Pogoplug recently joined the cloud storage craze, and now offers 5GB of free storage to everyone in a service similar to Dropbox, Box, iCloud, and SkyDrive. Before the cloud became a buzzword, however, Pogoplug was a hardware company, and the new $99.95 Pogoplug Series 4 is proof the company still believes mini servers that host personal hard drives are the solution for accessing data from anywhere, anytime.
Pogoplug's first piece of hardware (self-titled, like any true freshman effort), came out in 2009 and let you do one thing: plug in a USB hard drive and access its contents anywhere, from the web or from iPhone and desktop apps. The Series 4 does the same thing, except it has many more ports so you can connect multiple drives, and — more importantly — it's now integrated with Pogoplug's server-side cloud storage option and a wider selection of apps. There are Windows and Mac applications, along with iPhone, iPad, and Android apps that let you browse and play your files in addition to automatically uploading photos and videos as you take them.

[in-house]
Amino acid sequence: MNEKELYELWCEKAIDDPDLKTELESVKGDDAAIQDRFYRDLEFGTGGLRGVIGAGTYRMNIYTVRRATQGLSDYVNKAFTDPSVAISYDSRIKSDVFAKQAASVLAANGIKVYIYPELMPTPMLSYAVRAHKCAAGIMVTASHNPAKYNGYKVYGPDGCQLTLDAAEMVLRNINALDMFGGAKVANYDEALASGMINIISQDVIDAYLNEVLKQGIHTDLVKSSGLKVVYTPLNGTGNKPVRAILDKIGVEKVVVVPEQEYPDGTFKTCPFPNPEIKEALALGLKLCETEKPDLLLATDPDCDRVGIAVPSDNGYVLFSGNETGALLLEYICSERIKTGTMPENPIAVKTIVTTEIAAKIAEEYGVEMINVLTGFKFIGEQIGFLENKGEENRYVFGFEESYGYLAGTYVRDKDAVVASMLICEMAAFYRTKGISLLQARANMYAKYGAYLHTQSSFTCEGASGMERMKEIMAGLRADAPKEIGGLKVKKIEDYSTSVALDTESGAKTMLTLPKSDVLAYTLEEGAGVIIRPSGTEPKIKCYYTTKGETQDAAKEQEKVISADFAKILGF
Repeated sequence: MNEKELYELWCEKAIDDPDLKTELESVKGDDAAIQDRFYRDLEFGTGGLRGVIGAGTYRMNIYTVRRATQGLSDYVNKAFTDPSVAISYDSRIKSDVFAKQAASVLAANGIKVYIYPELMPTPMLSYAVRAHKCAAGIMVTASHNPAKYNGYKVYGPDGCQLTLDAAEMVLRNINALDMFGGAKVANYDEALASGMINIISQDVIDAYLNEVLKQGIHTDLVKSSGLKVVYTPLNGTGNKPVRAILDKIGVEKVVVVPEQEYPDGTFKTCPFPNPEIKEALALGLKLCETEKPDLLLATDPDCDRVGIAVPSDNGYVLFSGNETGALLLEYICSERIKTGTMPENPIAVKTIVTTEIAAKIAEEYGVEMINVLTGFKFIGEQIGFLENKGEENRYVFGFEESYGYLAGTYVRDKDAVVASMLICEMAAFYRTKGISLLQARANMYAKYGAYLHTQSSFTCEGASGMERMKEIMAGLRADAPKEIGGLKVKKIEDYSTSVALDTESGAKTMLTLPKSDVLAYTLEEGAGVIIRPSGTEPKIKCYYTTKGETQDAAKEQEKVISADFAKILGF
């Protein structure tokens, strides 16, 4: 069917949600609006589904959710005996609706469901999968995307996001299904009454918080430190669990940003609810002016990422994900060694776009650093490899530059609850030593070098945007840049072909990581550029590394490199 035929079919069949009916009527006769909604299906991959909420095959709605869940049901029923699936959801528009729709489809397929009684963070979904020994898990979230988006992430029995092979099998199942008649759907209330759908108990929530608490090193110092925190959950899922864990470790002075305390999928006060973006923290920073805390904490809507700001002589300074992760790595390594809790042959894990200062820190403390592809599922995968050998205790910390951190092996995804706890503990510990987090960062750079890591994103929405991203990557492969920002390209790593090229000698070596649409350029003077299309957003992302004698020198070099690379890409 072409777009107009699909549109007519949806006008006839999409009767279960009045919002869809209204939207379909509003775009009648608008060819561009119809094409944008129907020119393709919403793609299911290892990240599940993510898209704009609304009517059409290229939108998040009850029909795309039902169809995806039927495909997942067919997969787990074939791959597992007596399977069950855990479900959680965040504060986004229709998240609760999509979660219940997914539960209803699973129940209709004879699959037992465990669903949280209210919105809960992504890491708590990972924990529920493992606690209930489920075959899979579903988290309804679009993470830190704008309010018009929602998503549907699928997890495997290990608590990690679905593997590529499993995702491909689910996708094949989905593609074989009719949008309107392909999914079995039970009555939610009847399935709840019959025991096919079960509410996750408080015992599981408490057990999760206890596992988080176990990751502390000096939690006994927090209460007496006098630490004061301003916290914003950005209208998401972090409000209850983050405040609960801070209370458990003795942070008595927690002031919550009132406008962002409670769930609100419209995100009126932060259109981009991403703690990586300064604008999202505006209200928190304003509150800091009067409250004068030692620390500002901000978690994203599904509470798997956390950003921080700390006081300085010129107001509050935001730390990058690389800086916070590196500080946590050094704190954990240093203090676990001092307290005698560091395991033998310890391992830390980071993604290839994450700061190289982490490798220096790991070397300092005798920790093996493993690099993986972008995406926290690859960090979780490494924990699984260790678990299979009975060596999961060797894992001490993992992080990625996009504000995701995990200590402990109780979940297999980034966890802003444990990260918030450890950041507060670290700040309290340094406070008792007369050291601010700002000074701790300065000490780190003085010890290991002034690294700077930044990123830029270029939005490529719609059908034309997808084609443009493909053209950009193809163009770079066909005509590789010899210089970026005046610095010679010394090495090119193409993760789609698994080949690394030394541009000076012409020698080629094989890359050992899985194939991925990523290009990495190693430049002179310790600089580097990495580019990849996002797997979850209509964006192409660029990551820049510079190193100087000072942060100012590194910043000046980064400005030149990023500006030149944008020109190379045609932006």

The idea is that you'll start with Pogoplug's 5GB of free cloud storage, and when you need more space you'll "expand your cloud" with a hard drive connected to either a Pogoplug device like the Series 4, or an always-on computer running Pogoplug PC software. (Of course, if you'd rather not host your own data, the company does also offer increased storage on its servers for a monthly fee starting at $4.95 for 30GB.)
What we're looking at with the Series 4, then, is a feature-packed home server with an entire collection of apps that is designed to be easy to set up — unlike a NAS. Quite a lofty goal for a tiny $99.95 black box. Let's see how it fares.